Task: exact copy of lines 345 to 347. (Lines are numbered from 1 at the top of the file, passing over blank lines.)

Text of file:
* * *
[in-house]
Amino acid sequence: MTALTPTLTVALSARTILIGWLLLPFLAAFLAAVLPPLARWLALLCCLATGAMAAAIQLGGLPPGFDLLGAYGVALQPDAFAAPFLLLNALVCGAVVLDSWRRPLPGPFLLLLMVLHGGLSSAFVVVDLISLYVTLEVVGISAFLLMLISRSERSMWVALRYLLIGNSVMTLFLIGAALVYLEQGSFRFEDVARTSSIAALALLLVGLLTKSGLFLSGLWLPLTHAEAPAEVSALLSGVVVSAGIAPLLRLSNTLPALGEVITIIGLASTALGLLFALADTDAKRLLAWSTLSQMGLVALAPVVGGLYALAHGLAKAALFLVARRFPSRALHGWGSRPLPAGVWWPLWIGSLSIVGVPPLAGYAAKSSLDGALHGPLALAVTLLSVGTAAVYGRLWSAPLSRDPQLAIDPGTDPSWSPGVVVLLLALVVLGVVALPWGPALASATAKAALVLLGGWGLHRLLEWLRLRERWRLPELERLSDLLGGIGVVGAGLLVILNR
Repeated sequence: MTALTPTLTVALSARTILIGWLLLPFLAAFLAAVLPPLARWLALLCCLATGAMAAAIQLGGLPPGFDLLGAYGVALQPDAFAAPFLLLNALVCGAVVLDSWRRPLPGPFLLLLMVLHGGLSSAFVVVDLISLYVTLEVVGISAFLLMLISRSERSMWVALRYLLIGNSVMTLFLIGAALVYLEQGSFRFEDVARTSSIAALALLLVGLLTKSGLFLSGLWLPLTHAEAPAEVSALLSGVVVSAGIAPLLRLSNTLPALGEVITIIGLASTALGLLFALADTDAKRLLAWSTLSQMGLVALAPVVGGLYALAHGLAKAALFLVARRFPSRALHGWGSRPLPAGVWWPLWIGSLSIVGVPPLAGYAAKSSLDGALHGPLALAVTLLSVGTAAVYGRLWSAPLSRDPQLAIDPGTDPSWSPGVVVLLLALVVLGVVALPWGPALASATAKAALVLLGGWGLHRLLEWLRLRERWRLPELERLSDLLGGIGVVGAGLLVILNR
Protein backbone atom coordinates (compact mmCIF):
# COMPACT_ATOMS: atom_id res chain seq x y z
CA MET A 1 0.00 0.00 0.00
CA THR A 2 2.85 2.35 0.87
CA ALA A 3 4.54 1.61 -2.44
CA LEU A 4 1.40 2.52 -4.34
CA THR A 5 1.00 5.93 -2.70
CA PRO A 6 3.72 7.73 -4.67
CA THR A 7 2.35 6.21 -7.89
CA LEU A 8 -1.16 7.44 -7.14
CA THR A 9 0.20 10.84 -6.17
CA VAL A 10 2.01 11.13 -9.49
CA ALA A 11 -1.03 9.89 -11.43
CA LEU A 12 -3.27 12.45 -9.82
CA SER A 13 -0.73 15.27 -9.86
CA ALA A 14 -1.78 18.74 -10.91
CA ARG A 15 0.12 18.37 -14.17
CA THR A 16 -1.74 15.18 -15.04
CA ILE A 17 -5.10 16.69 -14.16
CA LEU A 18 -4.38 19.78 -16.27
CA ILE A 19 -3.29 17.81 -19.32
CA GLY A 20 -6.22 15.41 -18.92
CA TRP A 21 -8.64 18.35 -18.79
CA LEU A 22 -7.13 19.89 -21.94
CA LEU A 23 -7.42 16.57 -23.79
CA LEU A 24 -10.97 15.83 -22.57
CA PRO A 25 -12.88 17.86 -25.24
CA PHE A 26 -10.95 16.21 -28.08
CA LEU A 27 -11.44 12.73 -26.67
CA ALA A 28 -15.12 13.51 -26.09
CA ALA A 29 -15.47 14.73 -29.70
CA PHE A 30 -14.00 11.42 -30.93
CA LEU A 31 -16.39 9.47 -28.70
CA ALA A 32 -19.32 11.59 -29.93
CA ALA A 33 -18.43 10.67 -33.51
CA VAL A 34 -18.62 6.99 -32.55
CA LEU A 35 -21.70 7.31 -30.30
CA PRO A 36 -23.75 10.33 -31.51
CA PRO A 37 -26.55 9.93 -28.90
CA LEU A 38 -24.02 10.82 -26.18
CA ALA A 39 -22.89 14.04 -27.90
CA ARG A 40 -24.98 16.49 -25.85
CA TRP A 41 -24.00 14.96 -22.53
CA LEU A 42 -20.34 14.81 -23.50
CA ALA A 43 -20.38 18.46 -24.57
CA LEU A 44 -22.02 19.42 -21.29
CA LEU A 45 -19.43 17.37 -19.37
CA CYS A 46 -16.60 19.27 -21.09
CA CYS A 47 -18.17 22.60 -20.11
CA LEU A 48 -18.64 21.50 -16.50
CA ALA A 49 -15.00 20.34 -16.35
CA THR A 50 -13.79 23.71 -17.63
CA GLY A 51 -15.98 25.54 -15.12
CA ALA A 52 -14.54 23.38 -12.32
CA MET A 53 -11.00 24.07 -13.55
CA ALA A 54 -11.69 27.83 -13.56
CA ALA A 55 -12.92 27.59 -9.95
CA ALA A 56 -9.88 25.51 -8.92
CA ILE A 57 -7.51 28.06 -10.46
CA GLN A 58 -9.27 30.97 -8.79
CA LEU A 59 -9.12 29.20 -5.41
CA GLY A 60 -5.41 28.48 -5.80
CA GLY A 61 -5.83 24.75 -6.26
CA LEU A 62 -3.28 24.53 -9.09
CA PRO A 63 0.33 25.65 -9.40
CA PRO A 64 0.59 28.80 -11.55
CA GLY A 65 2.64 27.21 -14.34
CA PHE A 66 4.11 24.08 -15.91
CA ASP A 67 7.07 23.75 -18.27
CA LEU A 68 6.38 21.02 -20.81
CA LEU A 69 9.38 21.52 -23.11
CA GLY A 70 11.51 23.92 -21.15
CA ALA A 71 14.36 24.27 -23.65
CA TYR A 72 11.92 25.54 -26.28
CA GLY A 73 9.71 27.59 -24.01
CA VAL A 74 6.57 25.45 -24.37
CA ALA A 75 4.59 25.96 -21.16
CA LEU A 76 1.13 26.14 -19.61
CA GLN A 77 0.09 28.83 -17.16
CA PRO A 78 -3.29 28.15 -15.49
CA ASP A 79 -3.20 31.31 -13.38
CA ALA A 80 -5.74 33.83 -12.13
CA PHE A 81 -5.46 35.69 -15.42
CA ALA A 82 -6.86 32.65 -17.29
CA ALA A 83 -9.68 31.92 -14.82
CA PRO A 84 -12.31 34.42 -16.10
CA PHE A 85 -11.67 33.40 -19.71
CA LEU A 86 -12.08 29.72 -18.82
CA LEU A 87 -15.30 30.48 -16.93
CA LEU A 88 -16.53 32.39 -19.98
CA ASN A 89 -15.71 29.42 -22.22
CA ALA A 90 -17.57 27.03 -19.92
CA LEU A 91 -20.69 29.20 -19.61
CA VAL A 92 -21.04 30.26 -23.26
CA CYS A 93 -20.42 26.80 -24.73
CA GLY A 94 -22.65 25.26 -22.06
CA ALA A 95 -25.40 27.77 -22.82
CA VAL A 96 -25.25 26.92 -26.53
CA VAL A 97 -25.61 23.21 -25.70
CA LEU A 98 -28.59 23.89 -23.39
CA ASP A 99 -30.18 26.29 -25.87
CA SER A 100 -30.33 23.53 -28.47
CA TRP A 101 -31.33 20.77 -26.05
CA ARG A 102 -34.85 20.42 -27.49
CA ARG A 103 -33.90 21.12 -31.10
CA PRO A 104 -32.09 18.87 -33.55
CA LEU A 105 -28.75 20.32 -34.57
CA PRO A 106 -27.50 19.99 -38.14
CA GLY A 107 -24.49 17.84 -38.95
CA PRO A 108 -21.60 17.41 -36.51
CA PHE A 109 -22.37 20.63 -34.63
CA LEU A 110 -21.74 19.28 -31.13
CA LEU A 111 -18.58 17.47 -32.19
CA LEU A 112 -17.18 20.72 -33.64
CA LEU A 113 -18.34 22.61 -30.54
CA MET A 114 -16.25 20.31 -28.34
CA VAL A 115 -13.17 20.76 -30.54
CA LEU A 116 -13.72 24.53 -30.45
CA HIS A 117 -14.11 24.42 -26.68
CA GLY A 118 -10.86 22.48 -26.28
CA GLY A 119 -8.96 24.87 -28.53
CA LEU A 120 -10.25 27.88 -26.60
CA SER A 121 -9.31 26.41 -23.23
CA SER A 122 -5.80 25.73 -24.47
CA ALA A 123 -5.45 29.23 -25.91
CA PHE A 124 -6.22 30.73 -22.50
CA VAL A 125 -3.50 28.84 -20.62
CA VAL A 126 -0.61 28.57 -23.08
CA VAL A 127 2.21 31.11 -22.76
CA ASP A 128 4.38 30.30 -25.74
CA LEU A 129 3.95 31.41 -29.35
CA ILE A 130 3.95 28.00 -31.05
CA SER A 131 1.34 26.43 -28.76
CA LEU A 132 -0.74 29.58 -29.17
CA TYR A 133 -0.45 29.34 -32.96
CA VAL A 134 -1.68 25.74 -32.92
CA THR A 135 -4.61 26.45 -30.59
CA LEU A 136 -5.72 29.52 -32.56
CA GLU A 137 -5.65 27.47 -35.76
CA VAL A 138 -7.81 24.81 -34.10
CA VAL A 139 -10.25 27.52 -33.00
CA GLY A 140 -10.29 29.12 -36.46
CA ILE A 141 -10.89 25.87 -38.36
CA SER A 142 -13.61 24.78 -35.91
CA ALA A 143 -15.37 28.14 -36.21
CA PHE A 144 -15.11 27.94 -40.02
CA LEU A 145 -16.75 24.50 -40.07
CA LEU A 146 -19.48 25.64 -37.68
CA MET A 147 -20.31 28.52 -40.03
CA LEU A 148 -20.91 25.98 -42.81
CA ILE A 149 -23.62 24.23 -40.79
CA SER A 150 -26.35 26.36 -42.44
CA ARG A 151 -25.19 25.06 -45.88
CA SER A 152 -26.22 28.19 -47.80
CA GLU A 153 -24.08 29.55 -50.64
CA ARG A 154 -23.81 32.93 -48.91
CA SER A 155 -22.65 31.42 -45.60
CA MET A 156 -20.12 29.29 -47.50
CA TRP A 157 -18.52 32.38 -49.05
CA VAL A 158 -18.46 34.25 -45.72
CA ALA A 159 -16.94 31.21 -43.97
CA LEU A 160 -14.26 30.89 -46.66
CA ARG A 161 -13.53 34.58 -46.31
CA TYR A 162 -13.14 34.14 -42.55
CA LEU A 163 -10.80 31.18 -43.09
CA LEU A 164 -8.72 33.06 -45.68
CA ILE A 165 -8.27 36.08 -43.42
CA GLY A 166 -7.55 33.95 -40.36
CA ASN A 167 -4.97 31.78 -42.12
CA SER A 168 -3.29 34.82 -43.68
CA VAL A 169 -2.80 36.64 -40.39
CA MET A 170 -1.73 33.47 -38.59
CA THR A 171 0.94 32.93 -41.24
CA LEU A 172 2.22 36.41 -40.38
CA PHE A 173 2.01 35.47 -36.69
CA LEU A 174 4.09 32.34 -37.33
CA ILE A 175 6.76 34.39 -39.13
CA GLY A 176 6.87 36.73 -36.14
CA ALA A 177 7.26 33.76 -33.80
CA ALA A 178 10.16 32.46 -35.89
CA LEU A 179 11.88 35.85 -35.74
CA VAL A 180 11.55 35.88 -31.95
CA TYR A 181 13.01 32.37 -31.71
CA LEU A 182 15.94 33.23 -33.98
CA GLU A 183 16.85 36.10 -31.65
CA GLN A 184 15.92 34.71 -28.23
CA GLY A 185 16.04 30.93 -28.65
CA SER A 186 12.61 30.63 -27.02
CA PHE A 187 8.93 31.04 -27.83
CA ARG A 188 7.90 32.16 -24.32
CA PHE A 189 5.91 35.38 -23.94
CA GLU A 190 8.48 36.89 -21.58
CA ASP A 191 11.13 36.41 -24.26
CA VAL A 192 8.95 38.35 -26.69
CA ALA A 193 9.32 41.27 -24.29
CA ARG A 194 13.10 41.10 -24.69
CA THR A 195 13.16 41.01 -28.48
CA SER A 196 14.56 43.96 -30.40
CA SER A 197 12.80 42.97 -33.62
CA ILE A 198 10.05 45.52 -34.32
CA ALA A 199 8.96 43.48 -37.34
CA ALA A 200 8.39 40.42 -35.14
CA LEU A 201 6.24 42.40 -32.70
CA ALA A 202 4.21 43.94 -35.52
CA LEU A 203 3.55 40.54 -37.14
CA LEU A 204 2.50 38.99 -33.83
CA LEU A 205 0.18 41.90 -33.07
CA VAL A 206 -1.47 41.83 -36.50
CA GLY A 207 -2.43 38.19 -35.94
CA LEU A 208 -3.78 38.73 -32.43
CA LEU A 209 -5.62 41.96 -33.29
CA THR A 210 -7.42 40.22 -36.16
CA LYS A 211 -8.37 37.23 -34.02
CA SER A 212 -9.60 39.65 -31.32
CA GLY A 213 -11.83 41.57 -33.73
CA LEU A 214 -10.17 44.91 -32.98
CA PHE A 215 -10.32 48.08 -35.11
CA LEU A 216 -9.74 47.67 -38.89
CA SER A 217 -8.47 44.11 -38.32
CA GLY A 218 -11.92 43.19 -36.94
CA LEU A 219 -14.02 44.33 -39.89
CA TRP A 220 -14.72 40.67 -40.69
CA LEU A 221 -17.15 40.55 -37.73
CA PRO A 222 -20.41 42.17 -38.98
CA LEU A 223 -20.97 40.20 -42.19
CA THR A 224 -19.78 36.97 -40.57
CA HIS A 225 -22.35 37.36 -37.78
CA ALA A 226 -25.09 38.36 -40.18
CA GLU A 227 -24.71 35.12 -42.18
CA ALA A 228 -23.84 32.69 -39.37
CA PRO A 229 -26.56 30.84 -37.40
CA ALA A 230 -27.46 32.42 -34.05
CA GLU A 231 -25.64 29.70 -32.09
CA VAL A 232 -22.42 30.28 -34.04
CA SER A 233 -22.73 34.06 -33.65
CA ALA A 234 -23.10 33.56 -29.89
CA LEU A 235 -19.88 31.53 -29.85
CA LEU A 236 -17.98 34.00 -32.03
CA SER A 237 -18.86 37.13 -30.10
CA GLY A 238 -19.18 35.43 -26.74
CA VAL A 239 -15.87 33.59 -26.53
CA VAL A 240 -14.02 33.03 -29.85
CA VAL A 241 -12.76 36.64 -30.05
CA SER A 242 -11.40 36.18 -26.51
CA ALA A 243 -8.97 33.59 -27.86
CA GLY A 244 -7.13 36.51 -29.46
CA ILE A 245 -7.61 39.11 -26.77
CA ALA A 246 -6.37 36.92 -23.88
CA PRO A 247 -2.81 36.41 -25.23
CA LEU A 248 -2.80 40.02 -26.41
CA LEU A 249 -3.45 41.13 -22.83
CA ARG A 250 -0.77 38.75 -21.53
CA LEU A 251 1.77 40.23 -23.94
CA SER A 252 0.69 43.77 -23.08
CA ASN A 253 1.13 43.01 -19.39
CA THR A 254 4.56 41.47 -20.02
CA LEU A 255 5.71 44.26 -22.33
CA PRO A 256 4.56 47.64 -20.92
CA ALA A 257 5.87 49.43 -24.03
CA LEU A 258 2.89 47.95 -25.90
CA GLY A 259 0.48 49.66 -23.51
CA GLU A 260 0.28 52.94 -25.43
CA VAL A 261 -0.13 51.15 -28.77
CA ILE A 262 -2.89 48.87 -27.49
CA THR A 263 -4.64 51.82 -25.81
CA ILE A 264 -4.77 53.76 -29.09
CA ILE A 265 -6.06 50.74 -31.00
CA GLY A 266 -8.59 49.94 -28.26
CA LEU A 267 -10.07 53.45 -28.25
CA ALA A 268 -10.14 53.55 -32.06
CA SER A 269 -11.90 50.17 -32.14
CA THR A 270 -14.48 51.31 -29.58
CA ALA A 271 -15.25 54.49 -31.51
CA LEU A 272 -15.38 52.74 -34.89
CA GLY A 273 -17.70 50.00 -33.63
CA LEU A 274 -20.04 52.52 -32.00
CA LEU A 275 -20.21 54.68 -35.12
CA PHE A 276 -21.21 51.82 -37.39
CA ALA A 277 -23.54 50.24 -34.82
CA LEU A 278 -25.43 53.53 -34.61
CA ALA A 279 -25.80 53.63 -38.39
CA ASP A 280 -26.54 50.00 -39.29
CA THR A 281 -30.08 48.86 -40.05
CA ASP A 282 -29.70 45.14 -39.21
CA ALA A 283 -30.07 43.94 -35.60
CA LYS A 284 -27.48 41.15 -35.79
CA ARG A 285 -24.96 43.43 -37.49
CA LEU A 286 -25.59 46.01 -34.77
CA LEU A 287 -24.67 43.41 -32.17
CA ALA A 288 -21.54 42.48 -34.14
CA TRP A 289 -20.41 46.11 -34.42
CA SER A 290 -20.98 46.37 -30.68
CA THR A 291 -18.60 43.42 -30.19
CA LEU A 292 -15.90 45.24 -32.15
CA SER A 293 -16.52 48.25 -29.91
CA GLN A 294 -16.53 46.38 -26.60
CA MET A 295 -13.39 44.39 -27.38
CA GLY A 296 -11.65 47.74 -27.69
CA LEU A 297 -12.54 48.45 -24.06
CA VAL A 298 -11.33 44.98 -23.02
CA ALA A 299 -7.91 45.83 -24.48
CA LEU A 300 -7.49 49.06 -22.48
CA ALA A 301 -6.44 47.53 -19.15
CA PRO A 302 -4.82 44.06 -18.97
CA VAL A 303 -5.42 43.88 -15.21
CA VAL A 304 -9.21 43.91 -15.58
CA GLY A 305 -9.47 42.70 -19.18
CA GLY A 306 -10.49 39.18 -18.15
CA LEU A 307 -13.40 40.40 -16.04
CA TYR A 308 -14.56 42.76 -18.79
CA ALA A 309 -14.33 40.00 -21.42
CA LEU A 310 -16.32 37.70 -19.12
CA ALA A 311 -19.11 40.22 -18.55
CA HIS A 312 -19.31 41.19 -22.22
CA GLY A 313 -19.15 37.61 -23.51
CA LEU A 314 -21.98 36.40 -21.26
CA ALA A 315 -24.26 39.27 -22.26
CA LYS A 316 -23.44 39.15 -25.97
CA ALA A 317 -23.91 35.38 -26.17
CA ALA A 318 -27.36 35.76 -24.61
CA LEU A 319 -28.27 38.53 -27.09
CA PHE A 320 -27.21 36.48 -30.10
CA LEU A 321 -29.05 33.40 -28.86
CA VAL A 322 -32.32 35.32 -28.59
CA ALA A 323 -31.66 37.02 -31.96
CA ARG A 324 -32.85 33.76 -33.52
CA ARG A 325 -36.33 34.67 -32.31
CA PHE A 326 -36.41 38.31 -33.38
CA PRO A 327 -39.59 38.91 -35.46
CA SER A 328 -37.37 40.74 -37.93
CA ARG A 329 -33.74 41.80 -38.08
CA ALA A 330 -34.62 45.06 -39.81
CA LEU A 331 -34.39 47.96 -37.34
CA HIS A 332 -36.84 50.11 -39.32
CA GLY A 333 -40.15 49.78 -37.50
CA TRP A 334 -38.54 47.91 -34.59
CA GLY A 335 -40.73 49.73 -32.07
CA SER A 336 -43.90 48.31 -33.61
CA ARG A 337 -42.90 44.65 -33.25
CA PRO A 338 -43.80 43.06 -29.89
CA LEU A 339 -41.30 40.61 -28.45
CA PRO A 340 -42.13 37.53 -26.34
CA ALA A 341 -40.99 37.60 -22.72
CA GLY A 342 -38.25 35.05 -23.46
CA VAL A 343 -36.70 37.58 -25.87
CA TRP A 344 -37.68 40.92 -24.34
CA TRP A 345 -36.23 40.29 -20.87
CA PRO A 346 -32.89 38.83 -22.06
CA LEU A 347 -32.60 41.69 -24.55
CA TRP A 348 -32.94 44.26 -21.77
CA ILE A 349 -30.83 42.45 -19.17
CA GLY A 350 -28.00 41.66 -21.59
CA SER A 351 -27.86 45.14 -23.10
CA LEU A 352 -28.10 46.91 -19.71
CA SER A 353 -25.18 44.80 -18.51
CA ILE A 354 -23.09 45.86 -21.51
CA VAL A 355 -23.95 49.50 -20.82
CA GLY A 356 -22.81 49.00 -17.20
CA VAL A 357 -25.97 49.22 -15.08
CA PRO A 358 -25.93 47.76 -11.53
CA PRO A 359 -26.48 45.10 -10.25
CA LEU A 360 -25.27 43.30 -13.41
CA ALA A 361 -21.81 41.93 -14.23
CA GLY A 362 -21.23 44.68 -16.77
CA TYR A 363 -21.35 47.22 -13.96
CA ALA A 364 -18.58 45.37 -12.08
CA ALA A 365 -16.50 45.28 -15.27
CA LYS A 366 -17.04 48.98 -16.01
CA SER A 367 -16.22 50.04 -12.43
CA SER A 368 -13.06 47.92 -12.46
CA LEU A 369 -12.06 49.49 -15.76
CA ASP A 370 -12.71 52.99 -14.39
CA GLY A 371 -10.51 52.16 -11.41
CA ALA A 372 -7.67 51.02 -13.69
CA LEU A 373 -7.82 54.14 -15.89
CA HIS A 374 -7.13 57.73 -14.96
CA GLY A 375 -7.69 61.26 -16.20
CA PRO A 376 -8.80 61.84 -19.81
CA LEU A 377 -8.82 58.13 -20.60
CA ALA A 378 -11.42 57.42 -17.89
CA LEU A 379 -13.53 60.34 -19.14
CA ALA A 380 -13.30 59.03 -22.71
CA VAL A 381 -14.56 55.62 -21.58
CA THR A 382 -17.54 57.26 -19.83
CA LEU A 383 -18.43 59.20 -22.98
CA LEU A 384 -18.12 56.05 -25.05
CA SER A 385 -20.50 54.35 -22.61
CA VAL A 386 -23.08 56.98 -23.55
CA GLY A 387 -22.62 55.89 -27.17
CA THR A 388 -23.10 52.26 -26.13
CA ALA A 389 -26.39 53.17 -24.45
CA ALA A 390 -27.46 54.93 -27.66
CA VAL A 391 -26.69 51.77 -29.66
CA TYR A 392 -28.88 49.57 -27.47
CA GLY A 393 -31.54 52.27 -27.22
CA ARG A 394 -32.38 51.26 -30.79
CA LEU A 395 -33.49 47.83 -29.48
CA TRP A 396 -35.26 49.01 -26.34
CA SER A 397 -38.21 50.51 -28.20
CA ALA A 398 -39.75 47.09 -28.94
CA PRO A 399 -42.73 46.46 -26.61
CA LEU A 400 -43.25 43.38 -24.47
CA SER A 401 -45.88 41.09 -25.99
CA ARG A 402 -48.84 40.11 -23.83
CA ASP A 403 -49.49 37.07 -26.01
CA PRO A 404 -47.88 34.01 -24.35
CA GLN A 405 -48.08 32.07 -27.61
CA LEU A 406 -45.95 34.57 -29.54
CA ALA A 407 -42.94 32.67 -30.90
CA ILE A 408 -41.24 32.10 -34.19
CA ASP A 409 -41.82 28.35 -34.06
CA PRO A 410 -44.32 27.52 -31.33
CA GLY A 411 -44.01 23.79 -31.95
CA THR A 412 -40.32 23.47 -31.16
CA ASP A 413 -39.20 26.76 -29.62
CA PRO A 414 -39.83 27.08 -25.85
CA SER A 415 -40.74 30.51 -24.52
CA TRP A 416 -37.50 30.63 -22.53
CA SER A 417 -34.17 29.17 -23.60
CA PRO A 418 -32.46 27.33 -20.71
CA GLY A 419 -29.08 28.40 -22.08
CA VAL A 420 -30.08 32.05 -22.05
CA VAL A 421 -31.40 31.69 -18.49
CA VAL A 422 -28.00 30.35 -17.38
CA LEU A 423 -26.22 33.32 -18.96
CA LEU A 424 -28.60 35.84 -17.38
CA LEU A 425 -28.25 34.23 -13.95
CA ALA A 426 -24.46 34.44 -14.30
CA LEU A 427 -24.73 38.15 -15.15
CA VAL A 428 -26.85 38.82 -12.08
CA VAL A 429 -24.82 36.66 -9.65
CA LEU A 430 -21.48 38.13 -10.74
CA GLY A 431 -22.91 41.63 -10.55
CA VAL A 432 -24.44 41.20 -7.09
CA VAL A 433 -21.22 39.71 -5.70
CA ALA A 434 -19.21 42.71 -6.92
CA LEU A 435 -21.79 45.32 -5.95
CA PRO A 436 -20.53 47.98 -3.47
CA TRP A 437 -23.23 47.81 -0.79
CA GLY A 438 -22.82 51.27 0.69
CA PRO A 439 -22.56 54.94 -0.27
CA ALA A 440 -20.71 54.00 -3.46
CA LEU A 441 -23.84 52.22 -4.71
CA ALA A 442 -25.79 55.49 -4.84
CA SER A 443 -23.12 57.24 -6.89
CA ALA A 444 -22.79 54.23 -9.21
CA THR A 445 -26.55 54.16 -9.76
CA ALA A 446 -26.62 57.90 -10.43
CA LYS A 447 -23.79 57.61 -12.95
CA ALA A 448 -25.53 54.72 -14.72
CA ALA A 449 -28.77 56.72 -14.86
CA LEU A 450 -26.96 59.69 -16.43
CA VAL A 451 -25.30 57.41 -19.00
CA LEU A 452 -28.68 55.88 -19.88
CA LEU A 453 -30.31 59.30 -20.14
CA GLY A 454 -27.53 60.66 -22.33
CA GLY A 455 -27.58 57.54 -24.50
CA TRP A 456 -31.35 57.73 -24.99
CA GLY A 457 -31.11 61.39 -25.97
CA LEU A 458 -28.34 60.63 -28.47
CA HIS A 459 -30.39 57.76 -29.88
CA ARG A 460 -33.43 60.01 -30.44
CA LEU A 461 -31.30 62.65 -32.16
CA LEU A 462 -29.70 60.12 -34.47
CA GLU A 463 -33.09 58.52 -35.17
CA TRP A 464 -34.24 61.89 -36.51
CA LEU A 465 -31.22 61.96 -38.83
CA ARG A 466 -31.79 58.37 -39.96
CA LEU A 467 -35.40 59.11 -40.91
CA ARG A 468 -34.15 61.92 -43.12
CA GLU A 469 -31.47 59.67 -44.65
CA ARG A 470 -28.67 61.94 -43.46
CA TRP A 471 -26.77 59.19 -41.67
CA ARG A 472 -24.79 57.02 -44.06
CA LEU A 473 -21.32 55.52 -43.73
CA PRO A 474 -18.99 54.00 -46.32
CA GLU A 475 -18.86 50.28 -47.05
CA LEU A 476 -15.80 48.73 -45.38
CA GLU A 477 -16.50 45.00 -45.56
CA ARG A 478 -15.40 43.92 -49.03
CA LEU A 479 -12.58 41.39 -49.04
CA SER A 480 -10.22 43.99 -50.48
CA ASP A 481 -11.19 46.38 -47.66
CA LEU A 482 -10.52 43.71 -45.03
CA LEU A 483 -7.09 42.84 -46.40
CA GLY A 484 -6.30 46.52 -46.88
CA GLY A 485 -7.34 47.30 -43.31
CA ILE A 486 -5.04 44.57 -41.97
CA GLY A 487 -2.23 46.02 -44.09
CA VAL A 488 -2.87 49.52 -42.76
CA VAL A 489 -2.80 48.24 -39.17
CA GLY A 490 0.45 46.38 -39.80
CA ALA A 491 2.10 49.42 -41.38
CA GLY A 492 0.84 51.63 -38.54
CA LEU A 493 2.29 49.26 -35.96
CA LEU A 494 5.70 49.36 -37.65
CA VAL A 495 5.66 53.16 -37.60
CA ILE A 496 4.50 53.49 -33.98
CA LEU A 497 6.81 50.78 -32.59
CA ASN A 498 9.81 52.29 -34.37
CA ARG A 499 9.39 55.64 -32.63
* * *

CA PRO A 340 -42.13 37.53 -26.34
CA ALA A 341 -40.99 37.60 -22.72
CA GLY A 342 -38.25 35.05 -23.46